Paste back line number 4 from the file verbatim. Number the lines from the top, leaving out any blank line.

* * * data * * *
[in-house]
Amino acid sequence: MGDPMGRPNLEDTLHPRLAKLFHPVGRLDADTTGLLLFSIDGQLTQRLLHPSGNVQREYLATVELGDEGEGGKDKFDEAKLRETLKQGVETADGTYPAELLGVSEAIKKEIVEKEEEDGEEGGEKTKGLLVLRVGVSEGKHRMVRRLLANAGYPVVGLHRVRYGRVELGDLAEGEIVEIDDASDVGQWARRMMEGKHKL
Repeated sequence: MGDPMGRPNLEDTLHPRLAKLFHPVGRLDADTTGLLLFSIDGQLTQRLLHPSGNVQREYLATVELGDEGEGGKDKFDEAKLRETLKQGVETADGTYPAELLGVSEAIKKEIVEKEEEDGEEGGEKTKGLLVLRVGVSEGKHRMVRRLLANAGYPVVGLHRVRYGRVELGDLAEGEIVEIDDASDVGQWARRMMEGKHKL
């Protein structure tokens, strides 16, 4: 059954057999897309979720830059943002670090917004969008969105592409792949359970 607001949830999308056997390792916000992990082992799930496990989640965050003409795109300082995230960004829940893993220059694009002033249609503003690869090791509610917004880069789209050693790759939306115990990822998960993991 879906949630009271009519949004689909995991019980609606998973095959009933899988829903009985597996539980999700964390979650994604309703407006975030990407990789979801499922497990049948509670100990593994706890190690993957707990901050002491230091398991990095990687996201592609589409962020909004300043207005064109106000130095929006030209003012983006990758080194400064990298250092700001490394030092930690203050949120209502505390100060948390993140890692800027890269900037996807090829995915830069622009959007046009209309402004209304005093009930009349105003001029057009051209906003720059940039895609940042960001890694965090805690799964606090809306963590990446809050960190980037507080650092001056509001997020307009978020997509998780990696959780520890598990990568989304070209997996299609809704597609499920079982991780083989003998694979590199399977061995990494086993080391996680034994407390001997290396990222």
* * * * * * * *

């Protein structure tokens, strides 16, 4: 059954057999897309979720830059943002670090917004969008969105592409792949359970 607001949830999308056997390792916000992990082992799930496990989640965050003409795109300082995230960004829940893993220059694009002033249609503003690869090791509610917004880069789209050693790759939306115990990822998960993991 879906949630009271009519949004689909995991019980609606998973095959009933899988829903009985597996539980999700964390979650994604309703407006975030990407990789979801499922497990049948509670100990593994706890190690993957707990901050002491230091398991990095990687996201592609589409962020909004300043207005064109106000130095929006030209003012983006990758080194400064990298250092700001490394030092930690203050949120209502505390100060948390993140890692800027890269900037996807090829995915830069622009959007046009209309402004209304005093009930009349105003001029057009051209906003720059940039895609940042960001890694965090805690799964606090809306963590990446809050960190980037507080650092001056509001997020307009978020997509998780990696959780520890598990990568989304070209997996299609809704597609499920079982991780083989003998694979590199399977061995990494086993080391996680034994407390001997290396990222």